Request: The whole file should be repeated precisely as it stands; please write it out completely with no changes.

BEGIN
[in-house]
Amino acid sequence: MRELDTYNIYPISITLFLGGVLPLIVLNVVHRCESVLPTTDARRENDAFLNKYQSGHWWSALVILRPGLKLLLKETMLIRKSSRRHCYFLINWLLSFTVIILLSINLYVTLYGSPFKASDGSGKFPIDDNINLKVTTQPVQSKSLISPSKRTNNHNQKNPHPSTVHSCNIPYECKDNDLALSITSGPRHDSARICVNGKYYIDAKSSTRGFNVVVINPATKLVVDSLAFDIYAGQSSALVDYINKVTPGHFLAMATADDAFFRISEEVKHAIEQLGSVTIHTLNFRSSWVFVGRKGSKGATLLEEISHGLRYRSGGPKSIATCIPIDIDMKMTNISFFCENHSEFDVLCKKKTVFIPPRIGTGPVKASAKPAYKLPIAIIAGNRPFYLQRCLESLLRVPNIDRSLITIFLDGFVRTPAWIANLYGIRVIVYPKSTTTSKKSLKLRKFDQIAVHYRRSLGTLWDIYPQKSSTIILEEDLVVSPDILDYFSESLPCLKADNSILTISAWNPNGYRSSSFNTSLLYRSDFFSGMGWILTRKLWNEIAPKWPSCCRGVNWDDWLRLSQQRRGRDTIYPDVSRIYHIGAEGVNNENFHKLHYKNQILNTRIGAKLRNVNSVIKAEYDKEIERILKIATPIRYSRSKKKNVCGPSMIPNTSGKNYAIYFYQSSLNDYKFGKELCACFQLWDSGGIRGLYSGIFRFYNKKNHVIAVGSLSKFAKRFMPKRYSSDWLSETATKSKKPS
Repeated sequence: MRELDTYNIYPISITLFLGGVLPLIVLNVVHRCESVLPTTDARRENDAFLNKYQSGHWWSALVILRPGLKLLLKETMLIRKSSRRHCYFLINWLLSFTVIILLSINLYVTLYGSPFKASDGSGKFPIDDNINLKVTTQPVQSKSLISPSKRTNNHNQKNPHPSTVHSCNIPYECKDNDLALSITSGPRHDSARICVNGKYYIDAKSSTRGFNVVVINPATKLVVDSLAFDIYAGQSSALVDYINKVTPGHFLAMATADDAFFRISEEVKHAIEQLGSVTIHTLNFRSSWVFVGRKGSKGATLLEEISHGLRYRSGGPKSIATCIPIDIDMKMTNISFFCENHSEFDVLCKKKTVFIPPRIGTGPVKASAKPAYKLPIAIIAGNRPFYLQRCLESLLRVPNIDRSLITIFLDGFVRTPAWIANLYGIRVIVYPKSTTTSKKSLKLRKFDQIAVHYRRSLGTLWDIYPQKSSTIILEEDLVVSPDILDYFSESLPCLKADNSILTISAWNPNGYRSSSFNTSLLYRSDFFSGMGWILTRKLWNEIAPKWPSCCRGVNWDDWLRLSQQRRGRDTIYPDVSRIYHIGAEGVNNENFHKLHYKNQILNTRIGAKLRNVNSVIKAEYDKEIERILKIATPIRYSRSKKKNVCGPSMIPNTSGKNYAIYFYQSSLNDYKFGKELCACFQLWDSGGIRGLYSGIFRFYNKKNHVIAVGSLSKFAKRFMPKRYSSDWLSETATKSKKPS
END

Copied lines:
[in-house]
Amino acid sequence: MRELDTYNIYPISITLFLGGVLPLIVLNVVHRCESVLPTTDARRENDAFLNKYQSGHWWSALVILRPGLKLLLKETMLIRKSSRRHCYFLINWLLSFTVIILLSINLYVTLYGSPFKASDGSGKFPIDDNINLKVTTQPVQSKSLISPSKRTNNHNQKNPHPSTVHSCNIPYECKDNDLALSITSGPRHDSARICVNGKYYIDAKSSTRGFNVVVINPATKLVVDSLAFDIYAGQSSALVDYINKVTPGHFLAMATADDAFFRISEEVKHAIEQLGSVTIHTLNFRSSWVFVGRKGSKGATLLEEISHGLRYRSGGPKSIATCIPIDIDMKMTNISFFCENHSEFDVLCKKKTVFIPPRIGTGPVKASAKPAYKLPIAIIAGNRPFYLQRCLESLLRVPNIDRSLITIFLDGFVRTPAWIANLYGIRVIVYPKSTTTSKKSLKLRKFDQIAVHYRRSLGTLWDIYPQKSSTIILEEDLVVSPDILDYFSESLPCLKADNSILTISAWNPNGYRSSSFNTSLLYRSDFFSGMGWILTRKLWNEIAPKWPSCCRGVNWDDWLRLSQQRRGRDTIYPDVSRIYHIGAEGVNNENFHKLHYKNQILNTRIGAKLRNVNSVIKAEYDKEIERILKIATPIRYSRSKKKNVCGPSMIPNTSGKNYAIYFYQSSLNDYKFGKELCACFQLWDSGGIRGLYSGIFRFYNKKNHVIAVGSLSKFAKRFMPKRYSSDWLSETATKSKKPS
Repeated sequence: MRELDTYNIYPISITLFLGGVLPLIVLNVVHRCESVLPTTDARRENDAFLNKYQSGHWWSALVILRPGLKLLLKETMLIRKSSRRHCYFLINWLLSFTVIILLSINLYVTLYGSPFKASDGSGKFPIDDNINLKVTTQPVQSKSLISPSKRTNNHNQKNPHPSTVHSCNIPYECKDNDLALSITSGPRHDSARICVNGKYYIDAKSSTRGFNVVVINPATKLVVDSLAFDIYAGQSSALVDYINKVTPGHFLAMATADDAFFRISEEVKHAIEQLGSVTIHTLNFRSSWVFVGRKGSKGATLLEEISHGLRYRSGGPKSIATCIPIDIDMKMTNISFFCENHSEFDVLCKKKTVFIPPRIGTGPVKASAKPAYKLPIAIIAGNRPFYLQRCLESLLRVPNIDRSLITIFLDGFVRTPAWIANLYGIRVIVYPKSTTTSKKSLKLRKFDQIAVHYRRSLGTLWDIYPQKSSTIILEEDLVVSPDILDYFSESLPCLKADNSILTISAWNPNGYRSSSFNTSLLYRSDFFSGMGWILTRKLWNEIAPKWPSCCRGVNWDDWLRLSQQRRGRDTIYPDVSRIYHIGAEGVNNENFHKLHYKNQILNTRIGAKLRNVNSVIKAEYDKEIERILKIATPIRYSRSKKKNVCGPSMIPNTSGKNYAIYFYQSSLNDYKFGKELCACFQLWDSGGIRGLYSGIFRFYNKKNHVIAVGSLSKFAKRFMPKRYSSDWLSETATKSKKPS